“But actually, on this assignment, it was -22 degrees Fahrenheit,” explains Jarle Hvidsten about shooting with the Leica SL system. “…the EVF still worked, so I was able to continue shooting.” Jarle has been featured on the Phoblographer before for his work documenting the Sami native people of Europe. He relies on his tried and true Leicas. We spoke with Jarle about the project, his creative vision, and the endurance Leica cameras exhibit in some of Earth’s toughest conditions.
The Essential Camera Gear of Jarle Hvidsten
- Leica SL2
- Leica Summilux SL 50mm f1.4
- Leica Vario-Elmarit-SL 24-90mm f/2.8-4 ASPH.
- Leica R-adapter to L
- Leica R9
- Leica Summilux-R 50mm f/1.4
- Leica Summilux-R 80mm f/1.4
- Profoto B10 plus
I have almost all the SL lenses and two SL2 bodies. But when shooting with the SL-system, I use my absolute favorite lens the Summilux-SL 50mm 80% of the time. I was able to get hold of a few brand new in box R9s and a whole lot of excellent new ROM Summilux R lenses. And with the R to L Leica adapter I have a perfect fit with the Summilux-R 50mm and the Summilux-R 80mm. This together with the Leica SL 24-90mm zoom is my everyday bag.
I shoot as much as I can using ambient light, but Norway is very dark in the wintertime, so I’m sometimes forced to bring some Profoto B-10s or B-4packs with white umbrellas or Bron Paras. I like the Bron Para 133 best, often used with a half stop scrim. I like to work with as soft light as possible. So I often just reflect the strobes on a white reflector or up in the ceiling, if the ceiling is white.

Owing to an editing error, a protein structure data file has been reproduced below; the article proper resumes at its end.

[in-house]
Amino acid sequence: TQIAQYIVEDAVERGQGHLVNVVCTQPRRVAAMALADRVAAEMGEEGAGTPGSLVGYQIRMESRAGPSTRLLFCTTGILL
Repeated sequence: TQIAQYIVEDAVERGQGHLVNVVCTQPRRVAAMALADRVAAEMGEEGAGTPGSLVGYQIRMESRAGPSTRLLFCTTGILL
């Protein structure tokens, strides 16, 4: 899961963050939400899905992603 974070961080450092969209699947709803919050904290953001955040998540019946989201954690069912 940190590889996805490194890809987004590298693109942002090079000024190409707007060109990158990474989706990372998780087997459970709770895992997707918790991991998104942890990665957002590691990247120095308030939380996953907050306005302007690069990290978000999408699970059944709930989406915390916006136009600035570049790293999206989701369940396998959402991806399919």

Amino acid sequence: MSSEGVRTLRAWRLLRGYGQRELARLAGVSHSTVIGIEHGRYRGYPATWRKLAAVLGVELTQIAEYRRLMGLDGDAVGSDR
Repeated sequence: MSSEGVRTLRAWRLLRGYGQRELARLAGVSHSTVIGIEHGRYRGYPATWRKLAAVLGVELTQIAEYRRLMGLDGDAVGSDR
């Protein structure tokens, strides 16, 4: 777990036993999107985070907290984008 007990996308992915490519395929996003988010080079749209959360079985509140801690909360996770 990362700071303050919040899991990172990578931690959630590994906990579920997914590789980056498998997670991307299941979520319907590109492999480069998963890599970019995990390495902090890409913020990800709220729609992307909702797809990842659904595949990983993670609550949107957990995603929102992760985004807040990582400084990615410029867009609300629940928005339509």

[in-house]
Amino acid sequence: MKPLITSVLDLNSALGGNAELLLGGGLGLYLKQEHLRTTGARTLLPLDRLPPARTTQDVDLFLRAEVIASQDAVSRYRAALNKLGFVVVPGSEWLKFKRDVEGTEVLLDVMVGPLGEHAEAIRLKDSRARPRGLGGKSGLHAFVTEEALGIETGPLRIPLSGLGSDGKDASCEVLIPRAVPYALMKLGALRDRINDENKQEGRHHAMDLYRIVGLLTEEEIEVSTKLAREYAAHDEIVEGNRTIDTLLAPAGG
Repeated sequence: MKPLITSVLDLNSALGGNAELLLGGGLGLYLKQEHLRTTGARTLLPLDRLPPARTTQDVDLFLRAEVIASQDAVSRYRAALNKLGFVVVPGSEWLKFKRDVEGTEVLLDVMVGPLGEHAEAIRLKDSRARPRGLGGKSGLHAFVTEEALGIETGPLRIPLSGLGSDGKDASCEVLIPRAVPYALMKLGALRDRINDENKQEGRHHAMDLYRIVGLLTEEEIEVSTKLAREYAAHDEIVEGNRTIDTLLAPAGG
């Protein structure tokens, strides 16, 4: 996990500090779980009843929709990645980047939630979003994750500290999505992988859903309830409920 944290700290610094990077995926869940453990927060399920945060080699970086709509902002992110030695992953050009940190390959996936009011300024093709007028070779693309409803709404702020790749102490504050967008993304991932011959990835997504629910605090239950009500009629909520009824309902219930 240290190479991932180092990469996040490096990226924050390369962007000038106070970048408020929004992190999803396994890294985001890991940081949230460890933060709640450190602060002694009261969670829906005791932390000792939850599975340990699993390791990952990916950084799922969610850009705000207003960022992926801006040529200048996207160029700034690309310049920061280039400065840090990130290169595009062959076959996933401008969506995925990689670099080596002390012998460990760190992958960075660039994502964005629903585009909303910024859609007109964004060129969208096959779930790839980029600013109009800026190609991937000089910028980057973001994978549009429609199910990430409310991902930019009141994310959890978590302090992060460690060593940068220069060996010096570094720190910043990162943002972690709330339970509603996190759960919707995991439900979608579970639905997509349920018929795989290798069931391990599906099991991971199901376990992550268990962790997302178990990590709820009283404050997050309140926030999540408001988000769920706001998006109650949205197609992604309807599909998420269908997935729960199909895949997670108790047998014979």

Phoblographer: The type of work you do is quite vast! your website shows many portraits and lifestyle productions that seem influenced by paintings. Where do you draw your inspiration from when creating photos?
Jarle Hvidsten: I have quite classical taste, so I guess mostly my basic inspiration comes from classical photography and classic art. But I also live in 2022 with all kinds of new technical inventions which have modernized the language of modern photography. And I’m also very fond of twists and ideas. For the last few years, I’ve been very caught up in breaking the “rules.” I returned to analog many years ago, which also has been extremely rewarding — returning to the craft of photography.
Phoblographer: The work on your website is different from the work you’ve done in the coldest parts of Northern Europe, documenting the Sami people. what fascinated you about them? what made you want to document them?
Jarle Hvidsten: I guess ethnic people have seemed very mythical to me, with their natural way of living and close relations to nature. Playing cowboy and Indians as a kid, I always wanted to be the Indian. It is strange how movies and information have made it very clear how bad the native people had been treated. But we didn’t realize we had our own native people until we grew up and that the Norwegian Government had treated the Sami people almost just as bad. There still is a lot of racism towards the Sami people in Norway, Sweden, and Finland. And the Russians do not even want to acknowledge that their Sami population even exists.